Hotel Florida: Truth, Love, and Death in the Spanish Civil War
The Hotel Florida, like the mythical Hotel California in the song by The Eagles, is one of those places where “you can check in but you can never leave.” Or so it seemed for the foreigners who used it as their home base in Madrid during the Spanish Civil War: Ernest Hemingway, Martha Gellhorn, John Dos Passos, Robert Capa. War makes every day vivid, and the Spanish Civil War was especially vivid --- you didn’t have to be a seer to grasp that what was happening in Spain in the mid-1930s was a dress rehearsal for a much larger war between Fascism and Freedom.
“You could learn as much at the Hotel Florida in those years as you could anywhere in the world,” Hemingway said, and in HOTEL FLORDIA: Truth, Love, and Death in the Spanish Civil War, Amanda Vaill learns all it has to teach.
"Fortunately, Vaill tells the story through personalities, and they are more than sufficiently riveting to keep you turning pages --- okay, skipping a few --- as if you were reading fiction."
[Disclosure: Never reveal a woman’s age, but Amanda Vaill and I go way back. Here’s the thing: I don’t like a writer’s book because we’re friends, I’m friends with writers because I like their books.]
It’s a complicated story, largely because the Left is splintered into factions. The distinctions were important to the participants; they seem academic now. Fortunately, Vaill tells the story through personalities, and they are more than sufficiently riveting to keep you turning pages --- okay, skipping a few --- as if you were reading fiction. [To buy the book from Amazon, click here. For the Kindle edition, click here.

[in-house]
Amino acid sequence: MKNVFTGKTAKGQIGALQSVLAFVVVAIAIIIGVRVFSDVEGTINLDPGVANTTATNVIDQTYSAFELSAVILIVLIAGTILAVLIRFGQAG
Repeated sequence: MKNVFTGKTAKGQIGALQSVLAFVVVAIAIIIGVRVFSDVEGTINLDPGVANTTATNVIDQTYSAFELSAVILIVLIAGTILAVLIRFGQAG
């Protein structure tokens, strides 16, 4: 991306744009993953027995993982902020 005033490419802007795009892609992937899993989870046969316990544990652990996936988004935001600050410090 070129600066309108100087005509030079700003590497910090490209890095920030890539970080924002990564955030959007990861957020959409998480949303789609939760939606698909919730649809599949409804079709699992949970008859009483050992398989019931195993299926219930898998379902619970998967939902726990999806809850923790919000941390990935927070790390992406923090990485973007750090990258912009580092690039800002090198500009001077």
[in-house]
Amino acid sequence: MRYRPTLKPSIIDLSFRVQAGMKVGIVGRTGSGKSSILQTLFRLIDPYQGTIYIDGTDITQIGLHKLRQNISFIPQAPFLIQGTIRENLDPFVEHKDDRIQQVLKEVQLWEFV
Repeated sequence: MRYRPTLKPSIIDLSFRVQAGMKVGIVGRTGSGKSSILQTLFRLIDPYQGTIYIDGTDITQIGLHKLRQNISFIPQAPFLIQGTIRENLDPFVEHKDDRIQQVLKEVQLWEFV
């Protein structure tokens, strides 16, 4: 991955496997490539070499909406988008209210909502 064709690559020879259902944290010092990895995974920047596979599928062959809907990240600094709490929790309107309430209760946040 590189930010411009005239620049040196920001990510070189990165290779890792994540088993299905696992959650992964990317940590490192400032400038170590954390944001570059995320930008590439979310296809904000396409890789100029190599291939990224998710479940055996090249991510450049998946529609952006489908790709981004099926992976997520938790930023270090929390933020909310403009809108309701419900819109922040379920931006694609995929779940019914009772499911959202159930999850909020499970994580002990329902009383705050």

These are the people you’ll meet:
Ernest Hemingway. Oh, you think you know him, but you meet him fresh here: a terrible husband, manipulative lover, jealous friend, headline-seeking egotist. In short: the great writer as world-class jerk.
Martha Gellhorn: Hemingway’s lover. Young and ambitious, a collector of mentors, an inveterate shopper, and, in Spain, a better journalist than Hemingway.
Robert Capa: He took the famous photo of a soldier as he’s fatally shot. In these pages, he’s heroically committed to his work and, equally, to his lover.
Gerda Taro: the photographer who was Capa’s lover and creative partner. She is admirable in every possible way.
Arturo Barea: chief of the Loyalist press office. Intensely moral, he’d rather report truth than propaganda. If this book has heroes, Barea and Ilse Kulcsar, his deputy and lover, surely qualify.
Add to the cast Orson Welles, George Orwell and a dozen others, and you might be overwhelmed. To focus on what’s crucial, I tossed questions across the park to Amanda Vaill. Click here to read the interview.
Reviewed by Jesse Kornbluth on April 24, 2014